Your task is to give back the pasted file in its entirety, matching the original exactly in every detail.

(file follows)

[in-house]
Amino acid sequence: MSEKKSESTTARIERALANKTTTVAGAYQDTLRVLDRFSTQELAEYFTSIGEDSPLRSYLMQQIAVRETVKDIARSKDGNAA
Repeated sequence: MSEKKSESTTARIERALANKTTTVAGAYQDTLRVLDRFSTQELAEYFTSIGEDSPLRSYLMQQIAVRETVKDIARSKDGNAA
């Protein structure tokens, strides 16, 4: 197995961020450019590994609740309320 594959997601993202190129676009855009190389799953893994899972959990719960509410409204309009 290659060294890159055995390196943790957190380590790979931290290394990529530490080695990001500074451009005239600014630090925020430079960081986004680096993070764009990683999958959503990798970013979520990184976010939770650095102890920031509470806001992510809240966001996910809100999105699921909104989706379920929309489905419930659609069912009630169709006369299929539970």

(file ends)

[in-house]
Amino acid sequence: MSEKKSESTTARIERALANKTTTVAGAYQDTLRVLDRFSTQELAEYFTSIGEDSPLRSYLMQQIAVRETVKDIARSKDGNAA
Repeated sequence: MSEKKSESTTARIERALANKTTTVAGAYQDTLRVLDRFSTQELAEYFTSIGEDSPLRSYLMQQIAVRETVKDIARSKDGNAA
């Protein structure tokens, strides 16, 4: 197995961020450019590994609740309320 594959997601993202190129676009855009190389799953893994899972959990719960509410409204309009 290659060294890159055995390196943790957190380590790979931290290394990529530490080695990001500074451009005239600014630090925020430079960081986004680096993070764009990683999958959503990798970013979520990184976010939770650095102890920031509470806001992510809240966001996910809100999105699921909104989706379920929309489905419930659609069912009630169709006369299929539970």